Natural Family Planning: Nature's Way - God's Way

2. A Gift that Lasts: George and Sylvia

Sylvia: George and I have been married 21 years, and we have seven children. Many people ask why we teach NFP when we have seven children. It happens that we changed to NFP about four and a half years ago when our youngest child was born. (Notice that I didn't say "last child was born"!)

George: When we teach NFP, we don't let anyone know that we have seven children until we've locked the doors!

We have a program of four meetings. The first is designed to teach couples when they are in phase three, that is the infertile time after presumed ovulation. We teach couple-oriented fertility-awareness, since this is a couple's responsibility, not that of one part of the couple. Still, the first meeting is taught almost exclusively by the husband. It's the easy part of the program.

The second meeting is about defining the pre-ovulatory infertile phase of the cycle. Then we follow up on how the couple has been doing during the first five weeks; the meetings are five weeks apart.

The third and fourth meetings are a sharing of experiences with the couples about our own lives, and about their experiences during the previous two months. Some accuse us of now talking people into the idea of having another child, saying it isn't the worst thing to happen in the world. And I think that is so: to have another child isn't the worst thing in the world. Isn't that right, Sylvia! (Laughter from the audience.)

Sylvia: We were married 17 years and had seven children when we started looking around for something to help us limit our family size. At different times when the children were being born I guess I thought about some special kind of contraceptive; but I know that George believed in living by the Church's teachings, so I decided that in order to keep our marriage as happy as it was, I should go along with his beliefs. Then, just about the time our seventh was expected, I noticed an ad about an NFP program in the Trenton Diocese, and I made a telephone call arranging for us to attend.

George: Our seven children were a result of practicing rhythm. We're the people who gave rhythm its bad name! But while we practiced rhythm as ineffectually as we did, the decision about whether to abstain or not to abstain was always Sylvia's. She made the decisions. Now we went to the Trenton meeting to see whether we could learn something which would give us a little better track record than this rhythm had done. And true to form, She made the decision to go there.

The most enlightening thing I witnessed there was that the husband gave most of the instruction. So here we had a husband involved in what for us had been a one-party responsibility.

And it was a surprise to us that we gained confidence in the method so fast, after only two or three cycles. I think that the key to this was that we had something we could see, and that we could both share.

Also, we now discussed sex much more than we had done before. I guess that after the first meeting, on the drive back home, we discussed sex more than we had done in the previous 17 years of our married life.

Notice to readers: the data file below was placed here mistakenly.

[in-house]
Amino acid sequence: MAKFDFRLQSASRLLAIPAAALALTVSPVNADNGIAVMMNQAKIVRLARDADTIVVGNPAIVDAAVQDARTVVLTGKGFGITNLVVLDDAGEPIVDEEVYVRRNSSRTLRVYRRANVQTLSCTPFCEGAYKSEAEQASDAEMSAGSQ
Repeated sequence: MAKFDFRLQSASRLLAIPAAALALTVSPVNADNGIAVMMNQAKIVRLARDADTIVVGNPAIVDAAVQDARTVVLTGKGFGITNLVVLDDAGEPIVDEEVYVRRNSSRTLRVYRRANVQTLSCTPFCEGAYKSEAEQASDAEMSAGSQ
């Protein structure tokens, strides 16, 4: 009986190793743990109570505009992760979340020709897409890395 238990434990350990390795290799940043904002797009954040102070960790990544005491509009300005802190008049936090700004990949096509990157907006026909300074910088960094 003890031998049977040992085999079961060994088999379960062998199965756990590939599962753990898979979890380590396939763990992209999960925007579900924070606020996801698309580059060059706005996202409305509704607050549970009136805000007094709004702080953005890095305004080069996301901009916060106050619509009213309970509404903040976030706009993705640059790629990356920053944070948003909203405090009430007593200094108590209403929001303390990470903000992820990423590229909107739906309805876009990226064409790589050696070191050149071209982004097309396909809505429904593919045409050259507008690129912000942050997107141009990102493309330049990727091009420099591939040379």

Sylvia: When I think about NFP, I think about abstinence, because that is what NFP really is. You cannot use NFP unless you abstain. Many people think, "Why bother? That's not necessary any more." But we think fertility is a gift from God. And we don't think that any mistake was made. With NFP there is no need to alter our fertility; we can arrange to live in harmony with it.

Being aware that now is the fertile time, and choosing to abstain during it, can be beautiful in marriage. Love can still be expressed, verbally, physically, and emotionally. This can be a very secure time, knowing that you are loved as a person, and that this love will not now result in intercourse. Living with this awareness of our fertility and knowing the wonderful powers we have to create a new life has enhanced our belief in God as the Creator of life.

George: On the way over tonight, Sylvia said to me, "You have to say something nice about abstinence tonight." It isn't the first time she told me that. "The whole method is dependent upon abstinence," she said, "so we have to talk about it."

Now, as I say, I'm a little bit uncomfortable with discussion about abstinence. To say something nice about abstinence is like saying something nice about your mother-in-law. It's just not done. But I've been thinking about why I'm uncomfortable in discussing it, and I began to realize that you cannot talk about abstinence alone, out of context. Abstinence cannot be separated from sexuality. It doesn't stand on its own. It's part of God's plan for sexuality.

Abstinence gives us a challenge. It prolongs, excites, and fulfills our sexuality. It makes it worthwhile. It makes this gift that God has given us last.

Given at a workshop on NFP at St. Mary's Abbey, Morristown, New Jersey, Jan. 23, 1979.

Next Page: 3. Priest to Priest
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